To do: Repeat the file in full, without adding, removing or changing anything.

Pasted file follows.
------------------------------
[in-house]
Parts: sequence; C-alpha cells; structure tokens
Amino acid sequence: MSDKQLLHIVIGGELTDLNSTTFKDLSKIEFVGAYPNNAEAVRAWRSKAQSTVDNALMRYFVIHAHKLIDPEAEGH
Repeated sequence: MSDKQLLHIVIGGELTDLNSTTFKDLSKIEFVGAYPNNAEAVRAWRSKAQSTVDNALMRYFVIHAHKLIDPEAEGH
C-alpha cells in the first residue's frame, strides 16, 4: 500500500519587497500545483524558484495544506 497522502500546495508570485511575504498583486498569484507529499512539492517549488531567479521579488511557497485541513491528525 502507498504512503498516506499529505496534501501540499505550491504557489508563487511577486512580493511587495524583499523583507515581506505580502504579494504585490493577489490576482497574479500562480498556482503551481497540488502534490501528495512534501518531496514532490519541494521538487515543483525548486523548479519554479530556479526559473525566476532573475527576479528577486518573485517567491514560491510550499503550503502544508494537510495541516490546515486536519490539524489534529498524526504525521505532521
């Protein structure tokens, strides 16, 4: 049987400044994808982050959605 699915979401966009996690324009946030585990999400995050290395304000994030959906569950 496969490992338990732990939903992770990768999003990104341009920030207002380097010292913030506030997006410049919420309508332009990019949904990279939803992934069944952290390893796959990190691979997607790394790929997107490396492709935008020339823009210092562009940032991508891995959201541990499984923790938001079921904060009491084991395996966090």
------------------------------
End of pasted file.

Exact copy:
[in-house]
Parts: sequence; C-alpha cells; structure tokens
Amino acid sequence: MSDKQLLHIVIGGELTDLNSTTFKDLSKIEFVGAYPNNAEAVRAWRSKAQSTVDNALMRYFVIHAHKLIDPEAEGH
Repeated sequence: MSDKQLLHIVIGGELTDLNSTTFKDLSKIEFVGAYPNNAEAVRAWRSKAQSTVDNALMRYFVIHAHKLIDPEAEGH
C-alpha cells in the first residue's frame, strides 16, 4: 500500500519587497500545483524558484495544506 497522502500546495508570485511575504498583486498569484507529499512539492517549488531567479521579488511557497485541513491528525 502507498504512503498516506499529505496534501501540499505550491504557489508563487511577486512580493511587495524583499523583507515581506505580502504579494504585490493577489490576482497574479500562480498556482503551481497540488502534490501528495512534501518531496514532490519541494521538487515543483525548486523548479519554479530556479526559473525566476532573475527576479528577486518573485517567491514560491510550499503550503502544508494537510495541516490546515486536519490539524489534529498524526504525521505532521
């Protein structure tokens, strides 16, 4: 049987400044994808982050959605 699915979401966009996690324009946030585990999400995050290395304000994030959906569950 496969490992338990732990939903992770990768999003990104341009920030207002380097010292913030506030997006410049919420309508332009990019949904990279939803992934069944952290390893796959990190691979997607790394790929997107490396492709935008020339823009210092562009940032991508891995959201541990499984923790938001079921904060009491084991395996966090």